It is very interesting to notice a variety of microwave matrices on campus. They are typically 2×4, 3×4 and occasionally 4×4. At 12 o’clock, these matrices light up. I really should cook more regularly. I admire the Swedish student’s self-independence. Most of my Swedish friends cook their meals and bring them in a bright coloured plastic container for lunch.
(In my defence, I sold my life to Chalmers Formula Student. I barely sleep, never mind cook.)
The good thing about studying at Chalmers is the fact that education does not interfere with one’s personal life. The student-life feels like a “job”. In fact, Swedish students get paid by their government to study. It is pretty much an “8 to 5” type of job. Last class finishes at 5PM and the campus empties. It is the polar opposite compared to Canada, where the campus is where the “happening” is. Or actually, you are just spending days and nights in the computer labs.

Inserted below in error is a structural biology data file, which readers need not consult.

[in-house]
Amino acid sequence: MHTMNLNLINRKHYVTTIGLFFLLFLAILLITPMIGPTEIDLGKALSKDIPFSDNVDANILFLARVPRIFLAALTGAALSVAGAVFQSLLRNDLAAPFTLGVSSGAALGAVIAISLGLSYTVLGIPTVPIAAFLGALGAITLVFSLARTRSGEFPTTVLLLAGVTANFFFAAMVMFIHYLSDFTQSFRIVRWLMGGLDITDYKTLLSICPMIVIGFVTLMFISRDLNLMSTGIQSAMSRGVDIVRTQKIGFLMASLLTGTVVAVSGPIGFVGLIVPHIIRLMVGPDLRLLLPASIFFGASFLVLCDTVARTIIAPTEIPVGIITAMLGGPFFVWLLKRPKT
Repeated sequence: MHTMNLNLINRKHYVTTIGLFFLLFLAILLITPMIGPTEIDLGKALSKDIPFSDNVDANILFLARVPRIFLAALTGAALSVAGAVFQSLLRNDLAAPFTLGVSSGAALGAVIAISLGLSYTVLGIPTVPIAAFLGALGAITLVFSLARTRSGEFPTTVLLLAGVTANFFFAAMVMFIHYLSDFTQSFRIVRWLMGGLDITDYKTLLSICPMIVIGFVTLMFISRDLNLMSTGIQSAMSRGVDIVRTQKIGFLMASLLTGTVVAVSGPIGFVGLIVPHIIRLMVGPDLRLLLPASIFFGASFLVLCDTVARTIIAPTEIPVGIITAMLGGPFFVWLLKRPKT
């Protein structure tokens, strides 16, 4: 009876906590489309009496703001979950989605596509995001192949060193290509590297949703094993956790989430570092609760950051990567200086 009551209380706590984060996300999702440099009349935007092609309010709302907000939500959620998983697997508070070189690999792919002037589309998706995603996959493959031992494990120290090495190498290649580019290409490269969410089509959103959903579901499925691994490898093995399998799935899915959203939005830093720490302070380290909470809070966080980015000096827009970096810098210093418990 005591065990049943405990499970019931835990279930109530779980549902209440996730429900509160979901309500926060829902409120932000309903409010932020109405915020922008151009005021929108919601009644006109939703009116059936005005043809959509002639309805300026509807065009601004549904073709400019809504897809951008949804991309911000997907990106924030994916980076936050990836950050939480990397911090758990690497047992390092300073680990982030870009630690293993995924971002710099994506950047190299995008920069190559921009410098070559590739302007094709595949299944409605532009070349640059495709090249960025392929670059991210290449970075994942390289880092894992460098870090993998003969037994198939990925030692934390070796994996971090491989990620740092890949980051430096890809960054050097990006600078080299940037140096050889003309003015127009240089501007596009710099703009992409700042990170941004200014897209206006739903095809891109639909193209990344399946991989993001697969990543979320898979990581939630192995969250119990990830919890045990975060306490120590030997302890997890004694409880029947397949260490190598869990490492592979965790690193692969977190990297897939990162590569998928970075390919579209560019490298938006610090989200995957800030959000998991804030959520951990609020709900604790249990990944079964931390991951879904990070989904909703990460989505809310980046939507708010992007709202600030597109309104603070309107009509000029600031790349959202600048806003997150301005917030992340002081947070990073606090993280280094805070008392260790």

Swedish students tend to live alone in their apartments, whereas in Canada a house is typically shared between 4~7 people. Francesca Martin wrote a little blurb about the housing situation in Uppsala. It is also true here at Göteborg. I am currently sharing a SGS international student-housing apartment with three other international students: one Spaniard, one Italian, one French (we are following every football league in the house). Due to renovation reasons, I am moving after the 2015 New Year to my own 29 m^2 apartment. I am looking forward to having my own space, where I clean after my own mess. Like everywhere, the shared house gets messy after a while.